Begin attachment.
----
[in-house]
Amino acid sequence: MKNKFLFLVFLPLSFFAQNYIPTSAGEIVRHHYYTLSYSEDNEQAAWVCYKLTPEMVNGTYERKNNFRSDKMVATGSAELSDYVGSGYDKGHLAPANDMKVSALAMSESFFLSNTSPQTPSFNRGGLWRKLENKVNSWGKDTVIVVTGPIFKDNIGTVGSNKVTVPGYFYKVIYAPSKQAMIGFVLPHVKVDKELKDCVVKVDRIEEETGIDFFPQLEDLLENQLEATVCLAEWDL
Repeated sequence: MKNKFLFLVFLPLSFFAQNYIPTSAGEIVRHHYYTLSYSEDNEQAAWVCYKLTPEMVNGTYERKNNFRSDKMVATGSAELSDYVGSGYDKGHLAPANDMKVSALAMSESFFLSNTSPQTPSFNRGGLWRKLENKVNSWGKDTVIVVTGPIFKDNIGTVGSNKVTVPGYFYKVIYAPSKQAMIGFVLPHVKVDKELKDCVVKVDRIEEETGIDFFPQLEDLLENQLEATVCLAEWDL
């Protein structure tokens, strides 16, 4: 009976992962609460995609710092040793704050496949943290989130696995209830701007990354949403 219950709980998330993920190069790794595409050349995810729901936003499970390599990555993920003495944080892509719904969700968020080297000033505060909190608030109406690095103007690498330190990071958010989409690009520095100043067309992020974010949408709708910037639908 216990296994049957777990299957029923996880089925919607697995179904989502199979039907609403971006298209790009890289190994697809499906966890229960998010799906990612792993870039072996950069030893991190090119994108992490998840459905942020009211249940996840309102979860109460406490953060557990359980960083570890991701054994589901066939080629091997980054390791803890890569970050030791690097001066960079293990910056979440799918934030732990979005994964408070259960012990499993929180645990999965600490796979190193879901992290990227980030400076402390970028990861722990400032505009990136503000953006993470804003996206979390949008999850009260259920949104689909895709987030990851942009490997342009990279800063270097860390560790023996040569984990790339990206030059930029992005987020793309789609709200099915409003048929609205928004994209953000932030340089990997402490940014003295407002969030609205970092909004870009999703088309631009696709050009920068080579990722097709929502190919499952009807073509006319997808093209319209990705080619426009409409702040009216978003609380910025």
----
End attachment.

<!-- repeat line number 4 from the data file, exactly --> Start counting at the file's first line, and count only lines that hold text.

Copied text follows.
């Protein structure tokens, strides 16, 4: 009976992962609460995609710092040793704050496949943290989130696995209830701007990354949403 219950709980998330993920190069790794595409050349995810729901936003499970390599990555993920003495944080892509719904969700968020080297000033505060909190608030109406690095103007690498330190990071958010989409690009520095100043067309992020974010949408709708910037639908 216990296994049957777990299957029923996880089925919607697995179904989502199979039907609403971006298209790009890289190994697809499906966890229960998010799906990612792993870039072996950069030893991190090119994108992490998840459905942020009211249940996840309102979860109460406490953060557990359980960083570890991701054994589901066939080629091997980054390791803890890569970050030791690097001066960079293990910056979440799918934030732990979005994964408070259960012990499993929180645990999965600490796979190193879901992290990227980030400076402390970028990861722990400032505009990136503000953006993470804003996206979390949008999850009260259920949104689909895709987030990851942009490997342009990279800063270097860390560790023996040569984990790339990206030059930029992005987020793309789609709200099915409003048929609205928004994209953000932030340089990997402490940014003295407002969030609205970092909004870009999703088309631009696709050009920068080579990722097709929502190919499952009807073509006319997808093209319209990705080619426009409409702040009216978003609380910025």